Via IMF (Den Internationale Valutafond)

IMF Executive Board Completes the Fourth and Fifth Reviews Under the Extended Credit Facility (ECF) Arrangement and Approves the Disbursement of US$51.28 Million for Burkina Faso

November 13, 2020

  • The Executive Board decision allows an immediate disbursement of US$51.28 million.
  • ECF program performance was satisfactory despite being hampered by the COVID-19 pandemic and the security crisis.
  • Burkina Faso has also benefited from a second tranche of debt service relief of around US$14.52 million, provided by the IMF Catastrophe Containment and Relief Trust (CCRT).

Washington, DC:
The Executive Board of the International Monetary Fund (IMF) today
completed the fourth and fifth reviews of Burkina Faso’s economic program
under the Extended Credit Facility (ECF). Completion of these reviews,
which constitute the last two under the ECF-supported program, unlocks
access to SDR 36.12 million (about US$51.28 million),
total disbursements under the arrangement to SDR 108.36 million (about

US$152.58 million). Burkina Faso’s three-year ECF arrangement was approved
by the IMF Executive Board on March 14, 2018. It aims at maintaining
macroeconomic stability, reducing poverty and creating fiscal space for
priority spending.

The Executive Board also approved the authorities’ requests for a waiver
for the nonobservance of the program performance criterion on the ceiling
on net domestic financing of the government and rephasing of access for the
fifth review to make the sixth disbursement available on November 13, 2020.

In addition, Burkina Faso has benefited from a second tranche of debt
relief on its debt service falling due to the IMF from October 14, 2020 to
April 13, 2021 (SDR 10.3 million or about US$ 14.52 million), in
the form of grant assistance under the Catastrophe Containment and Relief
Trust. This relief follows that granted for debt service due between April
14 and October 13, 2020 (about US$12 million).

The economic impacts of the global and domestic measures to contain the
COVID19 pandemic have been stronger than expected. Real GDP is expected to
contract by 2.8 percent in 2020, compared to a forecast of 6.0 percent
expansion prior to the pandemic. The fiscal deficit in 2020 is expected to
widen to about 5.3 percent of GDP, to accommodate an effective response to
the fallout from COVID19 and security shocks. The main risks to the outlook
are the uncertainty surrounding the duration of the pandemic and the
ongoing security crisis.

Following the Executive Board’s discussion on Burkina Faso, Mr. Mitsuhiro
Furusawa, Deputy Managing Director and Acting Chair, issued the following

“The COVID19 pandemic and the security crisis continue to negatively impact
Burkina Faso’s economy. The authorities took swift actions to contain the
spread of the pandemic, and implement accommodative fiscal measures,
including additional healthcare spending and support for vulnerable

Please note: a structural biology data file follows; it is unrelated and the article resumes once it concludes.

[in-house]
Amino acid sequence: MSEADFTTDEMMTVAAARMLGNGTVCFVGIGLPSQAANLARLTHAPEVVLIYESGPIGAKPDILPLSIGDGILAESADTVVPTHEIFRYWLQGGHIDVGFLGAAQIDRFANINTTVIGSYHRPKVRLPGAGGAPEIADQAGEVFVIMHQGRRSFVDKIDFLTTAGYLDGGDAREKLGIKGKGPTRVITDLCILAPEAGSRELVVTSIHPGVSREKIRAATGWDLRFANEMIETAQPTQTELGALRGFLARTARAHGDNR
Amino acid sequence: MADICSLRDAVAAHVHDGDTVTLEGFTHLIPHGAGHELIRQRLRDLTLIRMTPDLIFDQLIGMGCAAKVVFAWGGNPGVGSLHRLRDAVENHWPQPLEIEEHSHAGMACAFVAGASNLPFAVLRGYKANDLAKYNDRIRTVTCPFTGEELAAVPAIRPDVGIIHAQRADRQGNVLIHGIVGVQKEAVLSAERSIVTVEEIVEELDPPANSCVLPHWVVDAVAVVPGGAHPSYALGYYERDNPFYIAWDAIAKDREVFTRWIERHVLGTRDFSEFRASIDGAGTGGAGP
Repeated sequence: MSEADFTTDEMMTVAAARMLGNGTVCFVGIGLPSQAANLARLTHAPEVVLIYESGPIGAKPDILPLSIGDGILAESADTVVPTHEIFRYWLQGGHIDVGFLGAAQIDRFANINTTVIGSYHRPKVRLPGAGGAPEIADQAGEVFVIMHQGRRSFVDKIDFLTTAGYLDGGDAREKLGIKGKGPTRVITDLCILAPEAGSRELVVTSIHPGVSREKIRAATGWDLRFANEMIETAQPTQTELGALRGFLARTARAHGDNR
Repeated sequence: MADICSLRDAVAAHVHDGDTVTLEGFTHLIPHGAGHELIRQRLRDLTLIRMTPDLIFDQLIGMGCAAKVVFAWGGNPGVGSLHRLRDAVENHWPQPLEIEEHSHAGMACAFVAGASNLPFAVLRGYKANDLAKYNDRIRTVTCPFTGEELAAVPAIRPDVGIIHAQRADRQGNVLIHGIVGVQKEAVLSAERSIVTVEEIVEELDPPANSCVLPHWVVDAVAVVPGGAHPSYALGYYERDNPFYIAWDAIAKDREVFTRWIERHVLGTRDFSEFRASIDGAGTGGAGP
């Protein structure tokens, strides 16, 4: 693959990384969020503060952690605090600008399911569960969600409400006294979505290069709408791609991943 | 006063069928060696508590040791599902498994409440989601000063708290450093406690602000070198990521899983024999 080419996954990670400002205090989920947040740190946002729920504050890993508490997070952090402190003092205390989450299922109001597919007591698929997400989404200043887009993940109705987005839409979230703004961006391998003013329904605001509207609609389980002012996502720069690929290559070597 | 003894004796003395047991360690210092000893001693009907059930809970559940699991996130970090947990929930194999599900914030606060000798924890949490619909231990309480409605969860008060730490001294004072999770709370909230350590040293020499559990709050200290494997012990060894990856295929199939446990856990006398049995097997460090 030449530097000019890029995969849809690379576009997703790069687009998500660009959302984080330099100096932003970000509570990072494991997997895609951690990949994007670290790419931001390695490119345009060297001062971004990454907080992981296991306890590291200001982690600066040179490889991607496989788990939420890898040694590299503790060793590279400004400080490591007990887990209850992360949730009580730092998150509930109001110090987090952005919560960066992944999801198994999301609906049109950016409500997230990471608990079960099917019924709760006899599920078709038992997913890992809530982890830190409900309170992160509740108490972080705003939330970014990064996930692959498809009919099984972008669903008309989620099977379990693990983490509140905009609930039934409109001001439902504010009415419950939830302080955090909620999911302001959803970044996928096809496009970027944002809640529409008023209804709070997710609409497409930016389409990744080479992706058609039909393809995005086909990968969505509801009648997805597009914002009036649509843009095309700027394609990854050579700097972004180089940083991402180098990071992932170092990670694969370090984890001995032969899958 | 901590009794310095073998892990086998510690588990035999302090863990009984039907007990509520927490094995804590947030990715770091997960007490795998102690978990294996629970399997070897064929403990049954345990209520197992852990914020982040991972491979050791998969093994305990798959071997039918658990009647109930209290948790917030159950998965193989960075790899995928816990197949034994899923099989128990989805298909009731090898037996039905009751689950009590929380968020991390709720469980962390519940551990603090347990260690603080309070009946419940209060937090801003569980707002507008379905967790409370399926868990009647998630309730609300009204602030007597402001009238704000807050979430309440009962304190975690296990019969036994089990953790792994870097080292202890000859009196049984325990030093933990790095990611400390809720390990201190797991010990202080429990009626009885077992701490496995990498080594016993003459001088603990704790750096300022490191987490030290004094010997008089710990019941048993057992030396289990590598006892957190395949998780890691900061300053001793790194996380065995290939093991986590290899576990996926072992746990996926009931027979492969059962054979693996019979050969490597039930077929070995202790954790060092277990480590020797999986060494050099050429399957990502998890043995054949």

households and affected businesses. Performance under the ECF-supported
program has been satisfactory despite the challenging policy environment.

“A widening of the fiscal deficit in 2020 and 2021 is warranted to
accommodate the COVID19 spending, additional security needs, and
post-COVID19 recovery. Such spending should be cost-effective and
appropriately targeted, while safeguarding macroeconomic stability and debt
sustainability. In addition, efforts should focus on boosting domestic
revenue mobilization, which was affected by the large contraction in
economic activity.

“Good governance remains of paramount importance, including in the context
of emergency spending related to COVID19.

In this regard, the authorities published asset declarations by members
of the government and completed an audited report on COVID19-related
expenditures at end-June 2020. They have also committed to publish
further reports along with all pandemic-related procurement contracts
and their beneficial owners.

Shortfalls noted in the report on spending at end-June 2020 should be
expeditiously addressed.

“Addressing the security crisis and promoting higher and inclusive growth
will remain crucial for Burkina Faso over the medium term. Consequently, a
gradual return of the fiscal deficit to the regional target of 3 percent of
GDP (2024 – one year later than the regional goal) is important and will
preserve policy space to balance the growth impact and the fiscal
adjustments related to shocks associated with security and pandemic
spending needs.

“The authorities should make efforts to promptly adopt and implement the
necessary reforms to put the wage bill on a sustainable path.”

More information

IMF Lending Tracker (emergency financing request approved by the IMF
Executive Board)

IMF Executive Board calendar

IMF Communications Department

PRESS OFFICER: Gediminas Vilkas

Phone: +1 202 623-7100Email:


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